These are the explanatory notes to accompany your bill.
National Non-Domestic rates (widely known as 'business rates') is the way those who occupy non-domestic property contribute towards the cost of local services. This includes:
- And many more non-domestic properties
Under the business rates retention rules the local authorities keep a proportion of the business rates paid locally, in Blackpool this is 49% subject to the rules of tariff and top-up.
The money, together with revenue from council tax payers, locally generated income and grants from central government, is used to pay for our local council services and the Lancashire Fire Authority who are partially funded from business rate.
Business rates instalments
Payment of business rate bills is automatically set on a 10-monthly cycle.
However, we do allow payments to be made through 12 monthly instalments on request. We also offer a seasonal payment plan which runs from June to November each year which is available to those with a seasonal income.
National non-domestic rating multiplier
The local authority works out the business rates bill for a property by multiplying the rateable value of the property by the appropriate non-domestic multiplier. There are two multipliers: the standard non-domestic rating multiplier and the small business nondomestic rating multiplier.
The government sets the multipliers for each financial year, except in the City of London where special arrangements apply.
Ratepayers who occupy a property with a rateable value which does not exceed £50,999 (and who are neither entitled to certain other mandatory relief[s] nor liable for unoccupied property rates) will have their bills calculated using the lower small business non-domestic rating multiplier, rather than the standard non-domestic rating multiplier. Both multipliers for a financial year are based on the previous year's multiplier adjusted to reflect the Consumer Price Index (CPI) inflation figure for the September prior to the billing year, unless a lower multiplier is set by the government. The current multipliers are shown on the front of your bill.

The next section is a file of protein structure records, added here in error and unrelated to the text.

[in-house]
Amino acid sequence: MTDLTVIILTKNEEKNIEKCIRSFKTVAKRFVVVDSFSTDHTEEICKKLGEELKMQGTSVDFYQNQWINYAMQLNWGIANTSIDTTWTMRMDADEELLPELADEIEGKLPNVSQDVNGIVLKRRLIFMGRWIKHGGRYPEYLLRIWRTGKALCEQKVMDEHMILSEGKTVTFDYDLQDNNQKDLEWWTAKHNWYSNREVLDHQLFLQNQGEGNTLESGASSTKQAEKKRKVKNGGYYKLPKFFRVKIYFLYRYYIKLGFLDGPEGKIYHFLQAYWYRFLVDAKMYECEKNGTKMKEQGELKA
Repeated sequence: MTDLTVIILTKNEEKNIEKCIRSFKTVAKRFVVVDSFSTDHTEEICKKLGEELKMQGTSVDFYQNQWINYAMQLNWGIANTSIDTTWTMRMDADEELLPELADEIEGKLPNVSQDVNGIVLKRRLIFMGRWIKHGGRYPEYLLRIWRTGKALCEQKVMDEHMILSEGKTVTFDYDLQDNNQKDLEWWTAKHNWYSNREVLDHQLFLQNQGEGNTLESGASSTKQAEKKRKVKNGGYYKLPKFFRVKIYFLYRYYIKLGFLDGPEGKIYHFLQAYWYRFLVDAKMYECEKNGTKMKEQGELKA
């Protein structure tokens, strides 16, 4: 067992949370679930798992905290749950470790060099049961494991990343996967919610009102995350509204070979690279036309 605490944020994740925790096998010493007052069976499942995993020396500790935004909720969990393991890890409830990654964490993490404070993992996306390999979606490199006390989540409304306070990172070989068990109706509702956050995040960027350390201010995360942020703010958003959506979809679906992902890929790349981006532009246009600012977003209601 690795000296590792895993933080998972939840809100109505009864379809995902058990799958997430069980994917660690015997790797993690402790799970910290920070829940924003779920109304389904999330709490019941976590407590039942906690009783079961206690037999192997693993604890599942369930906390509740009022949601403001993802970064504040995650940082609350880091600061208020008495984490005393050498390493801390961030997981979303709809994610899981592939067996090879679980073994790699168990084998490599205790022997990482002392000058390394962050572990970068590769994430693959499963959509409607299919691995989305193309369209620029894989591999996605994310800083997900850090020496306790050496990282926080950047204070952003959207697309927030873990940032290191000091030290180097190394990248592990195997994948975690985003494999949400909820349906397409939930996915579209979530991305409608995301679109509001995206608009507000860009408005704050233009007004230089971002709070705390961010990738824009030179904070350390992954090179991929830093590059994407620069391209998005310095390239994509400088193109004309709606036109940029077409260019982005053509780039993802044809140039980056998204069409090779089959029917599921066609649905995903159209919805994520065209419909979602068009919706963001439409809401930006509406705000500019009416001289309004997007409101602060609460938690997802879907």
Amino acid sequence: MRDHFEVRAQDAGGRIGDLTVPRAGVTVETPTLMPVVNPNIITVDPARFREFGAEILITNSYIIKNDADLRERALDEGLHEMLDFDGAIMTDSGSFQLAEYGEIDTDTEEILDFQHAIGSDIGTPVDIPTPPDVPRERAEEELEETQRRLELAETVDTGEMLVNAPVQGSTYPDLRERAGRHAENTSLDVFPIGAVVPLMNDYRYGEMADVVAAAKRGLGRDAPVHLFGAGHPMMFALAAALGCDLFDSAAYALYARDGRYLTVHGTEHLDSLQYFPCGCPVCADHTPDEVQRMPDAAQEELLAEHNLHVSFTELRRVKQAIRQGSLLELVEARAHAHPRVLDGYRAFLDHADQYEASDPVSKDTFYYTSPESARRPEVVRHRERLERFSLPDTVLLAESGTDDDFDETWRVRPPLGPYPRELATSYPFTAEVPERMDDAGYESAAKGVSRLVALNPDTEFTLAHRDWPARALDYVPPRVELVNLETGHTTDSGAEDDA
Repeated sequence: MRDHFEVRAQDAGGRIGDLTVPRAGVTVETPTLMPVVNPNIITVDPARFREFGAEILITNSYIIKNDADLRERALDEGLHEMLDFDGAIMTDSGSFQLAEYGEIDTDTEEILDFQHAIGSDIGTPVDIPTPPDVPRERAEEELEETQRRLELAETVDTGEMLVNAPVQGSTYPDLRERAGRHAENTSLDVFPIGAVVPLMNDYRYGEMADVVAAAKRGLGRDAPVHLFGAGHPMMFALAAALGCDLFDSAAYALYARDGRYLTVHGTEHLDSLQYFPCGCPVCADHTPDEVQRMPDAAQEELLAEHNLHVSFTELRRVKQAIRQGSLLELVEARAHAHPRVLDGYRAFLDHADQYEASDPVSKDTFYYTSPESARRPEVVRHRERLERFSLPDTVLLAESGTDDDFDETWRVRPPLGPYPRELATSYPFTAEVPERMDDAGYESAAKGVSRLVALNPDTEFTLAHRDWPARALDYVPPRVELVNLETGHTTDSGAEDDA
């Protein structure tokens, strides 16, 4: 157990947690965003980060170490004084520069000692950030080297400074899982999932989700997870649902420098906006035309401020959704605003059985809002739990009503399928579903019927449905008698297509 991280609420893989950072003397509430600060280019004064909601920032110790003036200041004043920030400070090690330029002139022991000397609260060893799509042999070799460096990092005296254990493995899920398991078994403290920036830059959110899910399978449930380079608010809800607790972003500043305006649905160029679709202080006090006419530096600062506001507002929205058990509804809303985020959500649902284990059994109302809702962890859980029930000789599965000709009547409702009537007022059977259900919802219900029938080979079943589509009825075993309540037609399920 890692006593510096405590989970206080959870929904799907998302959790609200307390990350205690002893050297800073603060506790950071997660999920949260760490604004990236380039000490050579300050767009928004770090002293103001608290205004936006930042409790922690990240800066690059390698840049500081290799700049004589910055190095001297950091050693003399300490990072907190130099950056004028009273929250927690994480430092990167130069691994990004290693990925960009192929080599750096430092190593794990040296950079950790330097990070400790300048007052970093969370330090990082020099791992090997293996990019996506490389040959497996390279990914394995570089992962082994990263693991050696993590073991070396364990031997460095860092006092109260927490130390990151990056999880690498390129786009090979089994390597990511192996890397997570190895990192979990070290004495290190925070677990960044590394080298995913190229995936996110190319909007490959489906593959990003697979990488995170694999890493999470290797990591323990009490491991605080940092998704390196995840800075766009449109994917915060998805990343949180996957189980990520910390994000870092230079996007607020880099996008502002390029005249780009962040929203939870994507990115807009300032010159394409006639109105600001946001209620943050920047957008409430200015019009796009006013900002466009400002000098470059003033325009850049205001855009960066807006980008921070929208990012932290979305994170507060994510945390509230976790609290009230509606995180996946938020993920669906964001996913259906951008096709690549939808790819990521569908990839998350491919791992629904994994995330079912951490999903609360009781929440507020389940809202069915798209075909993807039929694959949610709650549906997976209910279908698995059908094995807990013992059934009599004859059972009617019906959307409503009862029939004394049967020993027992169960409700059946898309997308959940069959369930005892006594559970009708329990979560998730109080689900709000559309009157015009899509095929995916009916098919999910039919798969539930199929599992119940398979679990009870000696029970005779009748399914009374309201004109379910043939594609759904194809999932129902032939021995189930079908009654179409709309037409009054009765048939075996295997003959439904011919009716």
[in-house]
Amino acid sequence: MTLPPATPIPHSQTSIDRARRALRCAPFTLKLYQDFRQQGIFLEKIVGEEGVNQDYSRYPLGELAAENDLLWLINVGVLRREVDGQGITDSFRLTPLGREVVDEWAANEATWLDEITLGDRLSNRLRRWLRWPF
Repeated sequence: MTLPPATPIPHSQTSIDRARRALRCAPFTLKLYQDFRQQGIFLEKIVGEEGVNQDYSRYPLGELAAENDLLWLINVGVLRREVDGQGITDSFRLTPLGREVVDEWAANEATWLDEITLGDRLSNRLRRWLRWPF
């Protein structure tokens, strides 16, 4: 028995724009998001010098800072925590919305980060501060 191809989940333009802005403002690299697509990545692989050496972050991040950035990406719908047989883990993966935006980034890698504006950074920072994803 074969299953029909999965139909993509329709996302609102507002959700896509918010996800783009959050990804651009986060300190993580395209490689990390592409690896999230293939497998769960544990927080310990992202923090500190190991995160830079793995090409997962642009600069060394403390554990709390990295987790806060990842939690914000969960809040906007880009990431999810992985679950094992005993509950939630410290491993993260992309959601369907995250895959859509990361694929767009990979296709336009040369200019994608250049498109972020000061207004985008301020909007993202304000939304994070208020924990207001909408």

Apart from properties that are exempt from business rates, each non-domestic property has a rateable value which is set by the Valuation Office Agency (VOA), an agency of His Majesty's Revenue and Customs. They compile and maintain a full list of all rateable values which is available on the VOA website.
The rateable value of your property is shown on the front of your bill. This broadly represents the yearly rent the property could have been let for on the open market on a particular date specified in legislation. For the current rating list, this date was set as 1 April 2021.
The VOA may alter the valuation if circumstances change. The ratepayer (and certain others who have an interest in the property) can also check and challenge the valuation shown in the list if they believe it is wrong. Further information about the grounds on which challenges may be made and the process for doing so can be found on the VOA website.
The business rates calculation
The amount of business rates you pay is set by others, not Blackpool Council. We simply administer your bill and collect payment from you.
We work out your bill by multiplying the rateable value of your property by the rate poundage, which the government sets in March each year. The rate poundage figure applies to every property in England.
For example, the rate poundage figure for 2023/24 is 51.2p. If your rateable value was £20,000, we would multiply this by 51.2p and the amount you would have to pay for the year would be £10,240.00.
This is not taking any transitional relief into account.
All non-domestic property rateable values are reassessed at revaluations. The most recent revaluation took effect from 1 April 2023. Revaluations ensure that business rates bills are up-to-date and more accurately reflect current rental values and relative changes in rents.
Frequent revaluations ensure the system continues to be responsive to changing economic conditions.
Self-catering and holiday let accommodation
Whether you pay business rates will depend on how many nights your property is available to let each year and how many nights it was actually let.
The Valuation Office Agency (VOA) will work out the rateable value of your property based on its type, size, location, quality and how much income you’re likely to make from letting it.
Rules from 1 April 2023
If your property is in England, it will be rated as a self-catering property and valued for business rates if it’s both:
From 2024, more information to follow regarding this. It is proposed that from 1 April 2024, businesses that have made qualifying improvements may benefit from 100% relief from higher bills for 12 months. The scheme will run until 1 April 2029.
Seasonal holiday accommodation
Self-catering accommodation such as holiday homes are liable for business rates where they are available for use by short stay guests for 140 days or more during the year, and used for 70 days or more during the year.
If you only use your property during the season, this is taken into account when the rateable value of the property is calculated. There is no extra reduction given during the winter months if you don't open for business.
If you are not sure whether your rateable value has been calculated correctly, please contact the Valuation Office Agency.